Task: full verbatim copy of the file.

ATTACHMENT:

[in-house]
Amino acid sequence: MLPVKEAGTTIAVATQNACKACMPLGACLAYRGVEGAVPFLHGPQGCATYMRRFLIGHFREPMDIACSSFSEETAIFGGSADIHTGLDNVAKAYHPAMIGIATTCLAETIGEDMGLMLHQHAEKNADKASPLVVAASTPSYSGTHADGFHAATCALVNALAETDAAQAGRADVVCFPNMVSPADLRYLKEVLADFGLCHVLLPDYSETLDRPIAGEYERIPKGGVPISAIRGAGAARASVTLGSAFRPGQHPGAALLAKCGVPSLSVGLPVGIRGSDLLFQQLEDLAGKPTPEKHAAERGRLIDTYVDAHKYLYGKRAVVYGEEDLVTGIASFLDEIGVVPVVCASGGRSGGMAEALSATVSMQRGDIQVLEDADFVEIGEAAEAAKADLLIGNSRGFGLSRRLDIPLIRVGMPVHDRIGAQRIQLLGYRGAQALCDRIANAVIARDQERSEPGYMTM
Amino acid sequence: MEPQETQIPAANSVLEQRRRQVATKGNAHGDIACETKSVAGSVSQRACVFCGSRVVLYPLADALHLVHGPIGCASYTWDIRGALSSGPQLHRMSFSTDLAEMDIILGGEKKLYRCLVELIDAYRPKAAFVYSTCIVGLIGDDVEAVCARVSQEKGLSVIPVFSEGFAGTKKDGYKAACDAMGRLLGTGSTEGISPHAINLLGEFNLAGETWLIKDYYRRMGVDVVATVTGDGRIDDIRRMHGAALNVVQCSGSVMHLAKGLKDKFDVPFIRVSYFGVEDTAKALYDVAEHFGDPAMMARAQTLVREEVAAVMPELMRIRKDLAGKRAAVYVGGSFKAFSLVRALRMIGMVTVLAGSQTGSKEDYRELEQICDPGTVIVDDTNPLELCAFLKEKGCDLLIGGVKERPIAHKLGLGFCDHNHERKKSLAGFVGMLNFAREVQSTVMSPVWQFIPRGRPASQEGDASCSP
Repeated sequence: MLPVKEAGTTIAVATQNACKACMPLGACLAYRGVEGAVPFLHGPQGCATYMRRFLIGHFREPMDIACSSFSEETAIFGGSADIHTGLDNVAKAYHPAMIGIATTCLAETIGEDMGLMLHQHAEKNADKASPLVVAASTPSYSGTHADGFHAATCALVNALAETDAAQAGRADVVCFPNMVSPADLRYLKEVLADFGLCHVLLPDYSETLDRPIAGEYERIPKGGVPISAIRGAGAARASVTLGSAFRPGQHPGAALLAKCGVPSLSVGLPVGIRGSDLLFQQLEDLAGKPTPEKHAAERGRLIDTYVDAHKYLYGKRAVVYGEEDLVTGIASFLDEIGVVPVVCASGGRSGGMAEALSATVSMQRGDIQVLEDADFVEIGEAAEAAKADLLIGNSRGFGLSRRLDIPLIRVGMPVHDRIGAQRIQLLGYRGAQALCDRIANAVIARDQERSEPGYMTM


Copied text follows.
[in-house]
Amino acid sequence: MLPVKEAGTTIAVATQNACKACMPLGACLAYRGVEGAVPFLHGPQGCATYMRRFLIGHFREPMDIACSSFSEETAIFGGSADIHTGLDNVAKAYHPAMIGIATTCLAETIGEDMGLMLHQHAEKNADKASPLVVAASTPSYSGTHADGFHAATCALVNALAETDAAQAGRADVVCFPNMVSPADLRYLKEVLADFGLCHVLLPDYSETLDRPIAGEYERIPKGGVPISAIRGAGAARASVTLGSAFRPGQHPGAALLAKCGVPSLSVGLPVGIRGSDLLFQQLEDLAGKPTPEKHAAERGRLIDTYVDAHKYLYGKRAVVYGEEDLVTGIASFLDEIGVVPVVCASGGRSGGMAEALSATVSMQRGDIQVLEDADFVEIGEAAEAAKADLLIGNSRGFGLSRRLDIPLIRVGMPVHDRIGAQRIQLLGYRGAQALCDRIANAVIARDQERSEPGYMTM
Amino acid sequence: MEPQETQIPAANSVLEQRRRQVATKGNAHGDIACETKSVAGSVSQRACVFCGSRVVLYPLADALHLVHGPIGCASYTWDIRGALSSGPQLHRMSFSTDLAEMDIILGGEKKLYRCLVELIDAYRPKAAFVYSTCIVGLIGDDVEAVCARVSQEKGLSVIPVFSEGFAGTKKDGYKAACDAMGRLLGTGSTEGISPHAINLLGEFNLAGETWLIKDYYRRMGVDVVATVTGDGRIDDIRRMHGAALNVVQCSGSVMHLAKGLKDKFDVPFIRVSYFGVEDTAKALYDVAEHFGDPAMMARAQTLVREEVAAVMPELMRIRKDLAGKRAAVYVGGSFKAFSLVRALRMIGMVTVLAGSQTGSKEDYRELEQICDPGTVIVDDTNPLELCAFLKEKGCDLLIGGVKERPIAHKLGLGFCDHNHERKKSLAGFVGMLNFAREVQSTVMSPVWQFIPRGRPASQEGDASCSP
Repeated sequence: MLPVKEAGTTIAVATQNACKACMPLGACLAYRGVEGAVPFLHGPQGCATYMRRFLIGHFREPMDIACSSFSEETAIFGGSADIHTGLDNVAKAYHPAMIGIATTCLAETIGEDMGLMLHQHAEKNADKASPLVVAASTPSYSGTHADGFHAATCALVNALAETDAAQAGRADVVCFPNMVSPADLRYLKEVLADFGLCHVLLPDYSETLDRPIAGEYERIPKGGVPISAIRGAGAARASVTLGSAFRPGQHPGAALLAKCGVPSLSVGLPVGIRGSDLLFQQLEDLAGKPTPEKHAAERGRLIDTYVDAHKYLYGKRAVVYGEEDLVTGIASFLDEIGVVPVVCASGGRSGGMAEALSATVSMQRGDIQVLEDADFVEIGEAAEAAKADLLIGNSRGFGLSRRLDIPLIRVGMPVHDRIGAQRIQLLGYRGAQALCDRIANAVIARDQERSEPGYMTM